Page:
We’ll start our review of Revolutionary Road with something everybody knows -– that half of all American marriages end in divorce.
Like many good statistics that everybody knows, it has one basic problem: it’s not true. Divorce rates have fallen in recent years, according to the AP, to the lowest levels since 1970, about the time they started to skyrocket. Meanwhile, the number of first marriages that succeed has always been higher. It takes seven Ward and June Cleavers to make up for one Larry King.
Once you control other factors, such as age, race, income, and education, the numbers change again. Divorce rates are lowest among wealthy, educated white women — the modern equivalent of women like April Wheeler, the chafing 1950s housewife at the center of Sam Mendes’s Revolutionary Road.
The 1961 novel Revolutionary Road, written by Richard Yates, arrived with the rise of the suburb and before the rise of divorce. At that time, a novel about the emptiness of the new mass suburban lifestyle would seem racy and prophetic. Give Mr. A a dull job and a mistress. Give Mrs. A a meaningless existence of child-rearing and community theater. Let them scream at each other about their vanishing youth and lost ideals. Add crushing insight, typeface, and water. Presto! You have the great American novel, circa 1960.
Now I don’t mean to belittle it. I just want to indicate that it wrestles with the social millieu of a certain time and place. In re-creating this world for the screen, Mendes mounts a handsome rendition. The British director scrubs the crassly sophomoric elements of American Beauty and effectively expands its humanity. Cinematographer Roger Deakins makes the leafy environs both sing and menace, haunted perfectly by Thomas Newman’s simple score. And Mrs. Mendes, aka Kate Winslet, delivers a magnetic performance as the story’s unhappy heroine.
Yet I mentally scrounge for any crumb of innovation, indeed anything revolutionary, that the film adds to the modern fictional suburban landscape. Revolutionary Road might succeed on its own anachronstic terms. If you consider watching two hours of the eternalized Titanic lovers going all Liz Taylor and Richard Burton entertainment. Yet I wonder if we should be making different suburban movies for a different age.
I also wonder whether these characters, Frank (Leonardo DiCaprio) and April Wheeler, are the right ones to unmask the spiritual desolation of suburban culture. They would seem at least a regular fit –- urban-dwelling bohemians who move out to The White Picket Wasteland due to pregnancy. Hitting the Big 3-0 (which no one thinks of as “big” anymore), they begin to take stock of where their lives are –- Frank at a nowhere sales job in his father’s company, April in what she considers a suburban prison of unenlightened domesticity.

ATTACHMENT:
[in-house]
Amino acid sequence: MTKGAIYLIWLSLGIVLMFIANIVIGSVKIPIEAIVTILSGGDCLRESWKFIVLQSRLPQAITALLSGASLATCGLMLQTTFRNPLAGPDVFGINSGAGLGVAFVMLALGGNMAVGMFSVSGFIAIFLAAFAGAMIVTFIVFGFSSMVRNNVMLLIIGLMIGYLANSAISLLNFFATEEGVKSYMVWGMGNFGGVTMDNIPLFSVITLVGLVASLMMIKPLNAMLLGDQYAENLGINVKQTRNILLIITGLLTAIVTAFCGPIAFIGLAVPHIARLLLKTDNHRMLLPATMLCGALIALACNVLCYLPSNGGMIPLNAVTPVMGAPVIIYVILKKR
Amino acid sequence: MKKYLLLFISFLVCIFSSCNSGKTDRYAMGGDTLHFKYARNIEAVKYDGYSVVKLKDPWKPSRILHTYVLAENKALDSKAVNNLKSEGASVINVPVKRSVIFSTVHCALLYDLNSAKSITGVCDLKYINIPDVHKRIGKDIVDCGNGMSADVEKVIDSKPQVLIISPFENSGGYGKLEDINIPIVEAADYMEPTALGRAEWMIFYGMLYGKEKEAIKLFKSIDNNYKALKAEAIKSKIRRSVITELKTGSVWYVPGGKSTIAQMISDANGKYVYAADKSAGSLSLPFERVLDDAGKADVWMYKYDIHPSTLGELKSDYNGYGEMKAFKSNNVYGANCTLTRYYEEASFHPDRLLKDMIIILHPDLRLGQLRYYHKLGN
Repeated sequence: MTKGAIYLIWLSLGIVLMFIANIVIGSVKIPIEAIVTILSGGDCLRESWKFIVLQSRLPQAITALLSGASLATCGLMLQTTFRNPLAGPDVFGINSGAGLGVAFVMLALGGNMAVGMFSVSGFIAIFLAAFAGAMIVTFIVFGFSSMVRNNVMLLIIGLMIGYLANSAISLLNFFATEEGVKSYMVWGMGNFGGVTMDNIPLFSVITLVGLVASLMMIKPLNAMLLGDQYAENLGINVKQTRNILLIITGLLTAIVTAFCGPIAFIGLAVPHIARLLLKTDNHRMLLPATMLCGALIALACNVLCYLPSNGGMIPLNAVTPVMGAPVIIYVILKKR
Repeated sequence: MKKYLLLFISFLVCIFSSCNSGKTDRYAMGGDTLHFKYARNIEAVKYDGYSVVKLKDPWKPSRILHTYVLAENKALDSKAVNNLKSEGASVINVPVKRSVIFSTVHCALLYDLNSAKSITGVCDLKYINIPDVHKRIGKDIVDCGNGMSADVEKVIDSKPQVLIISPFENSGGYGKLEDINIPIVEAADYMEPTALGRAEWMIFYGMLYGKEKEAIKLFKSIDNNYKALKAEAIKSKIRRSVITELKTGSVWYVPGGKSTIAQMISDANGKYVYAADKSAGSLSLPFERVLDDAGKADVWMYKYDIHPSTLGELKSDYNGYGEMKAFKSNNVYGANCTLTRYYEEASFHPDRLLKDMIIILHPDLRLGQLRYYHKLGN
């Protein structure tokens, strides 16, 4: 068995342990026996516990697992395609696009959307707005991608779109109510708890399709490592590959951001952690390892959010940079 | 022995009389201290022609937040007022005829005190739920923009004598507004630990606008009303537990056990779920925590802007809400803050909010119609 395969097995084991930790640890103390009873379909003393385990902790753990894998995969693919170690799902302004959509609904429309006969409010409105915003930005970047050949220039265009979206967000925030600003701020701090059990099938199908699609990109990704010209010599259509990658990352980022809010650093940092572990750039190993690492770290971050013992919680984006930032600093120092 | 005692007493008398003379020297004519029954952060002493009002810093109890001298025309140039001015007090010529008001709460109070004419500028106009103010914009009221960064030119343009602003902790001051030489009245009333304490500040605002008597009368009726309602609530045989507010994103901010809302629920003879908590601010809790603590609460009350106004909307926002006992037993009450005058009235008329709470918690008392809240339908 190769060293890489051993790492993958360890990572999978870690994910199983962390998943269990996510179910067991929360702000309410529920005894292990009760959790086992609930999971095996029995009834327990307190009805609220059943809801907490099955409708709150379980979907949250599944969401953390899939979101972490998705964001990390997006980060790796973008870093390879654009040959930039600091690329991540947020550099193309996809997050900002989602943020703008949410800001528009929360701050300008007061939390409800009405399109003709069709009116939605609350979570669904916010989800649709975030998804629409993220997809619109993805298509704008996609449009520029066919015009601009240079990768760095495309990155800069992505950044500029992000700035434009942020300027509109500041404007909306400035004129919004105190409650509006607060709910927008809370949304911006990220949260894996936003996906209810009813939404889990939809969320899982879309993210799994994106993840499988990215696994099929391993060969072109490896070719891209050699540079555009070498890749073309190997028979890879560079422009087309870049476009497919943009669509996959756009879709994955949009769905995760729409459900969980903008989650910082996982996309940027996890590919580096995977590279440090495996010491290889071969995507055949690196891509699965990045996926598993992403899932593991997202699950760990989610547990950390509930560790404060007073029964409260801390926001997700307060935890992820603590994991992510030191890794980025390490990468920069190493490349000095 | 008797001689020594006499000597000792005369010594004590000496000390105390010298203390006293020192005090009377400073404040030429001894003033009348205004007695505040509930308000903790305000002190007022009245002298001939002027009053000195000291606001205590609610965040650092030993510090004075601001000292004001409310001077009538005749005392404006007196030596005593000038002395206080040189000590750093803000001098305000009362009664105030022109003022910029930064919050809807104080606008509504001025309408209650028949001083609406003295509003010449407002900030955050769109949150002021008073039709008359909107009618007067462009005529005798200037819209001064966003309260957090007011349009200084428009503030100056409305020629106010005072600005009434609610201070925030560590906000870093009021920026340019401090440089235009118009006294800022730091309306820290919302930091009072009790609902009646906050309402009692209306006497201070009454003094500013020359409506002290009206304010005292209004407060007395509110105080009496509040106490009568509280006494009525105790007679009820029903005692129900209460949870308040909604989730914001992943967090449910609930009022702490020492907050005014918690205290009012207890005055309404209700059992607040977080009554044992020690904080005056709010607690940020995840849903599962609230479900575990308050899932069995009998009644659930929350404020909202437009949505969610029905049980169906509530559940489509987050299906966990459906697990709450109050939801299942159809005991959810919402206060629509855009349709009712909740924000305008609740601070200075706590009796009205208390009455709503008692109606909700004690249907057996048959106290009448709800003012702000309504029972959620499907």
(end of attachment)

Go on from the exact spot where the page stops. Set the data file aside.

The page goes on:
To save the family from its malaise, April dreams up a plan to move to Paris. Seeking a spiritual renewal for the couple, she’ll work as a secretary. That will give Frank time to “figure out what he really wants to do.” Such a daunting prospect leads Frank to realize he has no big dreams. That leads April to realize Frank was never the special young man she thought. The Paris fantasy stabilizes the marriage for a while, before the reality of American life drags them back into unhappiness.
Mendes makes one genius decision and one tragic decision. Unfortunately for him, it’s the same decision -– to place his wife at the film’s center. Genius because she lights up the screen. There isn’t a day that I wouldn’t pay to watch Winslet smoke a cigarette. That’s good, because there are moments when that’s all she’s doing here. Her performance is one of false joys and suppressed anxiety, slowly hardening into a cold nothing.
Yet I agree with what others have noted — the film is in love with her, and that fact distorts its outlook. It has trouble admitting that April’s scheme is a delusion. An understandable and sympathetic delusion, yes. A delusion with reasons. Yet during one fight, when Frank looks like a cruel bastard for telling April she needs a shrink, I couldn’t help but agree with him. All this raises an interesting question: how seriously should I take a message about the oppressive nature of marriage, Mr. Mendes, when your camera is so goopily in love with your wife?
As I watched the Wheeler marriage descend into chaos, I was reminded of a quote from the late author David Foster Wallace, a quote I admittedly can’t recite exactly from memory. In assessing an Updike protagonist from the same era, Wallace suggested maybe his misery comes not from some inherent sadness of life. Maybe he’s miserable because he’s an asshole. Perhaps the Wheelers would be more biting guides to our great wrong world if they had any social skills whatsoever. Sometimes the problem isn’t “the system” or “the culture.” Sometimes the problem is you.